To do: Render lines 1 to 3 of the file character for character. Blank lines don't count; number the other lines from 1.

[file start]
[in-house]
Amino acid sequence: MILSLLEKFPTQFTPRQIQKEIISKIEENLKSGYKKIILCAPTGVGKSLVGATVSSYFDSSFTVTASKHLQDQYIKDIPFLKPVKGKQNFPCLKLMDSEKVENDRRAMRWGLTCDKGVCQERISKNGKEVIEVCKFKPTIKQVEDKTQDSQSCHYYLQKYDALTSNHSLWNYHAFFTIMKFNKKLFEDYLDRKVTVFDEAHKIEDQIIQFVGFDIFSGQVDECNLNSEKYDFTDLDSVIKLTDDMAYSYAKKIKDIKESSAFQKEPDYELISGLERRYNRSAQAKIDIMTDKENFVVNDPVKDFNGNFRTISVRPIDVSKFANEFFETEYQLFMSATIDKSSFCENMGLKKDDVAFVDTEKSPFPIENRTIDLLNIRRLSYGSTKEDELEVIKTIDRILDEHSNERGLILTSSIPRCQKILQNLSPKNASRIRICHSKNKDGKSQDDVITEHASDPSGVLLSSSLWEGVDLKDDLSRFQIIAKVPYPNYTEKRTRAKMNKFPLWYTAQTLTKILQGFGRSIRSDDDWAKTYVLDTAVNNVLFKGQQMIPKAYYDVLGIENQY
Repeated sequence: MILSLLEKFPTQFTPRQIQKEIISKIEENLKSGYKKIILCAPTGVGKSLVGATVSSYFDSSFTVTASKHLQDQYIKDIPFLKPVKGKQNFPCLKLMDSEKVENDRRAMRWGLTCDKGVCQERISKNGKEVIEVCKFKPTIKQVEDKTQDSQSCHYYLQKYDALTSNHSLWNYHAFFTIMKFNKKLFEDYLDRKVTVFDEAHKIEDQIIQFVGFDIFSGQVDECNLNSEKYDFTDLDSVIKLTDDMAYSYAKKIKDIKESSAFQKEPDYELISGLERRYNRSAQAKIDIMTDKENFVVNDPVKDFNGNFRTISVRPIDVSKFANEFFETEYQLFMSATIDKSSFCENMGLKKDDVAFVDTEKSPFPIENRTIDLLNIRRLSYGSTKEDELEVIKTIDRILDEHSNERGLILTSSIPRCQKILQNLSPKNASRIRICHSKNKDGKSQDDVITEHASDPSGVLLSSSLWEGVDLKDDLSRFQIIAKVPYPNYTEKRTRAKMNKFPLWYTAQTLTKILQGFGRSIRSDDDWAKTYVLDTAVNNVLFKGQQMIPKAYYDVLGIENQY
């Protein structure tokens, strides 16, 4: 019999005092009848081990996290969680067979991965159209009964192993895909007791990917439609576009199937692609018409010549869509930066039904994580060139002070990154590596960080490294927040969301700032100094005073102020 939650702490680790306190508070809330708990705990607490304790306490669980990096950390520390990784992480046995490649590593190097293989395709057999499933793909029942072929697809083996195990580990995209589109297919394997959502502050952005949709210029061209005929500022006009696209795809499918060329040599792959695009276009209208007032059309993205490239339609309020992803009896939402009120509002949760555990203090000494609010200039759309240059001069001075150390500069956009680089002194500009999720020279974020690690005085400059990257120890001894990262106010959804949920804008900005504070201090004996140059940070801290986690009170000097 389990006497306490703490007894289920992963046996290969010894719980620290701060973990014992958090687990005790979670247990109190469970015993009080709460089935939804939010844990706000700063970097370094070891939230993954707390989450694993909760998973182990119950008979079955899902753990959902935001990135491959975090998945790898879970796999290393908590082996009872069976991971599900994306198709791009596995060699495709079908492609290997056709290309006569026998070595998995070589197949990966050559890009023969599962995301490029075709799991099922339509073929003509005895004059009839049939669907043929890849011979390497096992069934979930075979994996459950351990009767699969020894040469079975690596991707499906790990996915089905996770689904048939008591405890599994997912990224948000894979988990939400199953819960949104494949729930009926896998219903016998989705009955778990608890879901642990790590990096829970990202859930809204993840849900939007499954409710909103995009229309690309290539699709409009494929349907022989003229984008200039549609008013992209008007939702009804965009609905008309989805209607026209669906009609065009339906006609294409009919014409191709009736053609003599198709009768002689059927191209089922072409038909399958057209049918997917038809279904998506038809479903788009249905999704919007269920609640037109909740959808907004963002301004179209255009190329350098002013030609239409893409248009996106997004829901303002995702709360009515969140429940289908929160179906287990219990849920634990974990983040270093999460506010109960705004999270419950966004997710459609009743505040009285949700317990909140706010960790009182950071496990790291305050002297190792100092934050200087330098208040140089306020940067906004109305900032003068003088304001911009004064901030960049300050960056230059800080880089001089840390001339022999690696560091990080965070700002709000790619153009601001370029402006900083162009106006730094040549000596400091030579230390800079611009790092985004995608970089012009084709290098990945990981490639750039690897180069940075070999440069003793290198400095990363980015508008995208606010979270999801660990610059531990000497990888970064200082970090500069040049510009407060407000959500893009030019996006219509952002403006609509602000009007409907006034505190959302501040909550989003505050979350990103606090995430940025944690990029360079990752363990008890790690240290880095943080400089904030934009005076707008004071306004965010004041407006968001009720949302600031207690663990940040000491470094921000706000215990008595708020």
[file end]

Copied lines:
[in-house]
Amino acid sequence: MILSLLEKFPTQFTPRQIQKEIISKIEENLKSGYKKIILCAPTGVGKSLVGATVSSYFDSSFTVTASKHLQDQYIKDIPFLKPVKGKQNFPCLKLMDSEKVENDRRAMRWGLTCDKGVCQERISKNGKEVIEVCKFKPTIKQVEDKTQDSQSCHYYLQKYDALTSNHSLWNYHAFFTIMKFNKKLFEDYLDRKVTVFDEAHKIEDQIIQFVGFDIFSGQVDECNLNSEKYDFTDLDSVIKLTDDMAYSYAKKIKDIKESSAFQKEPDYELISGLERRYNRSAQAKIDIMTDKENFVVNDPVKDFNGNFRTISVRPIDVSKFANEFFETEYQLFMSATIDKSSFCENMGLKKDDVAFVDTEKSPFPIENRTIDLLNIRRLSYGSTKEDELEVIKTIDRILDEHSNERGLILTSSIPRCQKILQNLSPKNASRIRICHSKNKDGKSQDDVITEHASDPSGVLLSSSLWEGVDLKDDLSRFQIIAKVPYPNYTEKRTRAKMNKFPLWYTAQTLTKILQGFGRSIRSDDDWAKTYVLDTAVNNVLFKGQQMIPKAYYDVLGIENQY
Repeated sequence: MILSLLEKFPTQFTPRQIQKEIISKIEENLKSGYKKIILCAPTGVGKSLVGATVSSYFDSSFTVTASKHLQDQYIKDIPFLKPVKGKQNFPCLKLMDSEKVENDRRAMRWGLTCDKGVCQERISKNGKEVIEVCKFKPTIKQVEDKTQDSQSCHYYLQKYDALTSNHSLWNYHAFFTIMKFNKKLFEDYLDRKVTVFDEAHKIEDQIIQFVGFDIFSGQVDECNLNSEKYDFTDLDSVIKLTDDMAYSYAKKIKDIKESSAFQKEPDYELISGLERRYNRSAQAKIDIMTDKENFVVNDPVKDFNGNFRTISVRPIDVSKFANEFFETEYQLFMSATIDKSSFCENMGLKKDDVAFVDTEKSPFPIENRTIDLLNIRRLSYGSTKEDELEVIKTIDRILDEHSNERGLILTSSIPRCQKILQNLSPKNASRIRICHSKNKDGKSQDDVITEHASDPSGVLLSSSLWEGVDLKDDLSRFQIIAKVPYPNYTEKRTRAKMNKFPLWYTAQTLTKILQGFGRSIRSDDDWAKTYVLDTAVNNVLFKGQQMIPKAYYDVLGIENQY